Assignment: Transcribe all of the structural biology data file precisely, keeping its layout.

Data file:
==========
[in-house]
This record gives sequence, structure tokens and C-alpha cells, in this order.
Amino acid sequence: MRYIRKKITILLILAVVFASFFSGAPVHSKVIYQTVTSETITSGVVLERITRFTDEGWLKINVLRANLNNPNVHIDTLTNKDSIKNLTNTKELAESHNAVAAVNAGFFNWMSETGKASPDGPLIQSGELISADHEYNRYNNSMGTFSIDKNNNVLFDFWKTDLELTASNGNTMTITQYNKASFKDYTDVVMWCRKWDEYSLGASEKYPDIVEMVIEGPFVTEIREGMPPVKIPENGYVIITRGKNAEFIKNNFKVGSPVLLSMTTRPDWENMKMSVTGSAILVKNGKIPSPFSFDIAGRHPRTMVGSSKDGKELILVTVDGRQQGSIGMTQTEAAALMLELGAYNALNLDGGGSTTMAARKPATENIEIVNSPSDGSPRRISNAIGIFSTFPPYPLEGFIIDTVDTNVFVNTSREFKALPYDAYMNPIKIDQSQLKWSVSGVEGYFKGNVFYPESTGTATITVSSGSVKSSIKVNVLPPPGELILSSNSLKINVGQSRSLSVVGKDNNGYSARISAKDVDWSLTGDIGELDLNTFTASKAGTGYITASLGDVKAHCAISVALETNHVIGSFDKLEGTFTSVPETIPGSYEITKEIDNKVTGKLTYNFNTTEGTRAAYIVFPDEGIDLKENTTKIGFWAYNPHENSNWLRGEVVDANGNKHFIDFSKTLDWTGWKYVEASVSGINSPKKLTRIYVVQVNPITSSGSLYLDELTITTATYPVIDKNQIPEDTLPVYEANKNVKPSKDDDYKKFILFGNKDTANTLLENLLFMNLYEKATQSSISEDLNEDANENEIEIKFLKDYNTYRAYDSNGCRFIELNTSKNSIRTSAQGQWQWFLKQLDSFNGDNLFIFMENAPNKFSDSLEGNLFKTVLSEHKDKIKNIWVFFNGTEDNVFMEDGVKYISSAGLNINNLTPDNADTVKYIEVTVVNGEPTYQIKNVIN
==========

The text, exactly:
[in-house]
This record gives sequence, structure tokens and C-alpha cells, in this order.
Amino acid sequence: MRYIRKKITILLILAVVFASFFSGAPVHSKVIYQTVTSETITSGVVLERITRFTDEGWLKINVLRANLNNPNVHIDTLTNKDSIKNLTNTKELAESHNAVAAVNAGFFNWMSETGKASPDGPLIQSGELISADHEYNRYNNSMGTFSIDKNNNVLFDFWKTDLELTASNGNTMTITQYNKASFKDYTDVVMWCRKWDEYSLGASEKYPDIVEMVIEGPFVTEIREGMPPVKIPENGYVIITRGKNAEFIKNNFKVGSPVLLSMTTRPDWENMKMSVTGSAILVKNGKIPSPFSFDIAGRHPRTMVGSSKDGKELILVTVDGRQQGSIGMTQTEAAALMLELGAYNALNLDGGGSTTMAARKPATENIEIVNSPSDGSPRRISNAIGIFSTFPPYPLEGFIIDTVDTNVFVNTSREFKALPYDAYMNPIKIDQSQLKWSVSGVEGYFKGNVFYPESTGTATITVSSGSVKSSIKVNVLPPPGELILSSNSLKINVGQSRSLSVVGKDNNGYSARISAKDVDWSLTGDIGELDLNTFTASKAGTGYITASLGDVKAHCAISVALETNHVIGSFDKLEGTFTSVPETIPGSYEITKEIDNKVTGKLTYNFNTTEGTRAAYIVFPDEGIDLKENTTKIGFWAYNPHENSNWLRGEVVDANGNKHFIDFSKTLDWTGWKYVEASVSGINSPKKLTRIYVVQVNPITSSGSLYLDELTITTATYPVIDKNQIPEDTLPVYEANKNVKPSKDDDYKKFILFGNKDTANTLLENLLFMNLYEKATQSSISEDLNEDANENEIEIKFLKDYNTYRAYDSNGCRFIELNTSKNSIRTSAQGQWQWFLKQLDSFNGDNLFIFMENAPNKFSDSLEGNLFKTVLSEHKDKIKNIWVFFNGTEDNVFMEDGVKYISSAGLNINNLTPDNADTVKYIEVTVVNGEPTYQIKNVIN